Clarification on the application of Killarnee and Re Amerind to companies in administration

Clarification on the application of Killarnee and Re Amerind to companies in administration

Since the publication of decisions by the Full Federal Court in Jones (in his capacity as liquidator of Killarnee Civil & Concrete Contractors Pty Ltd (ACN 085 230 486 (in liq)) v Matrix Partners Pty Ltd (2018) 354 ALR 436 and by the Victorian Court of Appeal in Commonwealth v Byrnes (2018) 330 FLR 149 (Re Amerind), consequential questions have arisen about how these decisions apply to other forms of external administration.

Read More

Creditors’ Best Interests: Have they Changed?

Creditors’ Best Interests: Have they Changed?

Section 440A of the Corporations Act 2001 (Cth) (the Act) provides that a Court is to adjourn the hearing of a winding up application if the company is under administration and the Court is satisfied that it is in the interests of the company’s creditors for the company to continue under administration rather than be wound up. The authorities on this section are well established and the principles to be applied in such an application are well known. Despite this, there is a tendency for the outcome of these applications to be unpredictable.

Read More

Understanding Personal Guarantees: What you should know before signing

Understanding Personal Guarantees: What you should know before signing

It is not uncommon for us to be approached by potential clients concerned about their financial position, after signing a personal guarantee.  However, what is particularly concerning is that most of these individuals did not (and continue not to) have a proper understanding of the nature and effect of that guarantee at the time of signing it.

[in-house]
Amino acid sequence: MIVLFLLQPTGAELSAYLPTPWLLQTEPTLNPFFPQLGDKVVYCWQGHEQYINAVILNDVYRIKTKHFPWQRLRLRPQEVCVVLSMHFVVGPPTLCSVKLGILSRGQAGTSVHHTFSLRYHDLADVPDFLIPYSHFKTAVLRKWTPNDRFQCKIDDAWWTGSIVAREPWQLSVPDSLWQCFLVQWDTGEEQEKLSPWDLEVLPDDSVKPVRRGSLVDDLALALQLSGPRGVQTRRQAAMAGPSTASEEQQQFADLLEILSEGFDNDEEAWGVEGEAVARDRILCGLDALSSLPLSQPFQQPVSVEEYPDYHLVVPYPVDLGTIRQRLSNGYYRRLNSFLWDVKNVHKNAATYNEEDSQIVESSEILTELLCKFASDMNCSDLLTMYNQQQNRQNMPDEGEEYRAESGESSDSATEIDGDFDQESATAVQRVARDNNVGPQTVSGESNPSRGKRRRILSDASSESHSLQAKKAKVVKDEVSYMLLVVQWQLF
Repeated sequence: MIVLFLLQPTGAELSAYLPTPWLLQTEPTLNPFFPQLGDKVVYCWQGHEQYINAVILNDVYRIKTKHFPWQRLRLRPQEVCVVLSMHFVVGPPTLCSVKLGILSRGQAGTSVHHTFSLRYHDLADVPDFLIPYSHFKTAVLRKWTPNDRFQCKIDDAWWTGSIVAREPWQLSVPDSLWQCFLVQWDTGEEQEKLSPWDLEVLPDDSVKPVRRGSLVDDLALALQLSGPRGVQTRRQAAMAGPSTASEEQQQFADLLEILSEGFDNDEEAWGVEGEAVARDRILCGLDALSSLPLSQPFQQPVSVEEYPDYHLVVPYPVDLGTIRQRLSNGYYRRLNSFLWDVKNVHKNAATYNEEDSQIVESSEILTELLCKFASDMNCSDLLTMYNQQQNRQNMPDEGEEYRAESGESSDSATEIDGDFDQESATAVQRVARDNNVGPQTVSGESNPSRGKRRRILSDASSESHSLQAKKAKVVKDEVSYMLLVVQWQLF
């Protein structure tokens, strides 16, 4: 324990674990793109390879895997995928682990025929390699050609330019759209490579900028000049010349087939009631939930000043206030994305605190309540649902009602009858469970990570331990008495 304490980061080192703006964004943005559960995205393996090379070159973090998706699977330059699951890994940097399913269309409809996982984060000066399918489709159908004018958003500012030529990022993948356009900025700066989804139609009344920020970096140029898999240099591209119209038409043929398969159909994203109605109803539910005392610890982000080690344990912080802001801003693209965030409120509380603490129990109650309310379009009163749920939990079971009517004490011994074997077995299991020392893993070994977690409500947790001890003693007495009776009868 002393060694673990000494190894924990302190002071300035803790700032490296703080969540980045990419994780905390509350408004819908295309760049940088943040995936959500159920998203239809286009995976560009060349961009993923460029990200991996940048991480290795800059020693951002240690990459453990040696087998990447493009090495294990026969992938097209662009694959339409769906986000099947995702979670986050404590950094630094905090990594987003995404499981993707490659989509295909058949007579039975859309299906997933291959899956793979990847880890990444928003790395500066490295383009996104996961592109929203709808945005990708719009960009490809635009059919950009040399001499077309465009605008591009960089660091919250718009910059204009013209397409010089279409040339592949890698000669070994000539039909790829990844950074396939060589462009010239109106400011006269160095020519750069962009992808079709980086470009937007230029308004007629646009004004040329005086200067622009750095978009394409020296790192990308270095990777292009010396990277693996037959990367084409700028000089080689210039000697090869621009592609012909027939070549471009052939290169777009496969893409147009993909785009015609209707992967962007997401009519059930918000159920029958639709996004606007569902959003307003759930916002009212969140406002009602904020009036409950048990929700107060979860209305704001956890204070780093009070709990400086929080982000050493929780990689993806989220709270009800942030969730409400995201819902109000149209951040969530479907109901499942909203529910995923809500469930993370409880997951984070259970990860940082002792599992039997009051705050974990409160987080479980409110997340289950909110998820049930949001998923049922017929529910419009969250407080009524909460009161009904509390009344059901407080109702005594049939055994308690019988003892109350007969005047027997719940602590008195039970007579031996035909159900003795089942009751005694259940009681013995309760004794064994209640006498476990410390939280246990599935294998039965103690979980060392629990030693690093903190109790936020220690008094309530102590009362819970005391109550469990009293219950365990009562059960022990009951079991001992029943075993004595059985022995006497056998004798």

Read More

Penalties Revisited: When Protective Measures Become Punishing Measures

Penalties Revisited:  When Protective Measures Become Punishing Measures


The recent case of Melbourne Linh Son Buddhist Society Inc v Gippsreal Ltd [2017] VSCA 161 (Melbourne Linh) may have served to revisit (and possibly change) the Australian legal landscape regarding penalties.  In Melbourne Linh, the Court of Appeal found that a loan establishment fee of $26,625 constituted a penalty in circumstances where the fee did not represent the protection of the respondent’s legitimate commercial interests. The case is interesting because it potentially paves the way for Courts to, in future cases, adopt a broader approach when determining penalty cases.

Read More

Safe Harbour: A Guide For Accountants

Safe Harbour:  A Guide For Accountants

By now, most accountants are likely to have heard about, and perhaps have some familiarity with, the new “safe harbour” laws.  But for those accountants who still feel unsure about their knowledge of these new provisions, the following article will help you get your head around what safe harbour means for your accounting practice.   

Read More